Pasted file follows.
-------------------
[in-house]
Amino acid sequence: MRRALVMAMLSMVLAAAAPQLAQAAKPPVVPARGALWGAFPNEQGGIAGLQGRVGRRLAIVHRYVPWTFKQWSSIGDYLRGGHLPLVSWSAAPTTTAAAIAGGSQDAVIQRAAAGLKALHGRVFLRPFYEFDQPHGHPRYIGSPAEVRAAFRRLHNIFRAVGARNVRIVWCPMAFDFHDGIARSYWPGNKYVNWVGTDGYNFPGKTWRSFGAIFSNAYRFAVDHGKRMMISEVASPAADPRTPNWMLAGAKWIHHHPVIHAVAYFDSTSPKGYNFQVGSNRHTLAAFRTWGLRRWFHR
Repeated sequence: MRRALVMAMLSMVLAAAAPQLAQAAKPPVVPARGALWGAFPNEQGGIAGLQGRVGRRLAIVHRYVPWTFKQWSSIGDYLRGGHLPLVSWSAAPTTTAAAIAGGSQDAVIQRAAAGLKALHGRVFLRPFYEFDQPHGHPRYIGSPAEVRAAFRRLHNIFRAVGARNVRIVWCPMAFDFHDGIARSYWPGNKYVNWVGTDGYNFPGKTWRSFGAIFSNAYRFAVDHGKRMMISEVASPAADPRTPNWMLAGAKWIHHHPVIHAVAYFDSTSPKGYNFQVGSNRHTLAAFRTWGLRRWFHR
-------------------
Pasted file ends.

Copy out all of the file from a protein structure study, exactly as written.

[in-house]
Amino acid sequence: MRRALVMAMLSMVLAAAAPQLAQAAKPPVVPARGALWGAFPNEQGGIAGLQGRVGRRLAIVHRYVPWTFKQWSSIGDYLRGGHLPLVSWSAAPTTTAAAIAGGSQDAVIQRAAAGLKALHGRVFLRPFYEFDQPHGHPRYIGSPAEVRAAFRRLHNIFRAVGARNVRIVWCPMAFDFHDGIARSYWPGNKYVNWVGTDGYNFPGKTWRSFGAIFSNAYRFAVDHGKRMMISEVASPAADPRTPNWMLAGAKWIHHHPVIHAVAYFDSTSPKGYNFQVGSNRHTLAAFRTWGLRRWFHR
Repeated sequence: MRRALVMAMLSMVLAAAAPQLAQAAKPPVVPARGALWGAFPNEQGGIAGLQGRVGRRLAIVHRYVPWTFKQWSSIGDYLRGGHLPLVSWSAAPTTTAAAIAGGSQDAVIQRAAAGLKALHGRVFLRPFYEFDQPHGHPRYIGSPAEVRAAFRRLHNIFRAVGARNVRIVWCPMAFDFHDGIARSYWPGNKYVNWVGTDGYNFPGKTWRSFGAIFSNAYRFAVDHGKRMMISEVASPAADPRTPNWMLAGAKWIHHHPVIHAVAYFDSTSPKGYNFQVGSNRHTLAAFRTWGLRRWFHR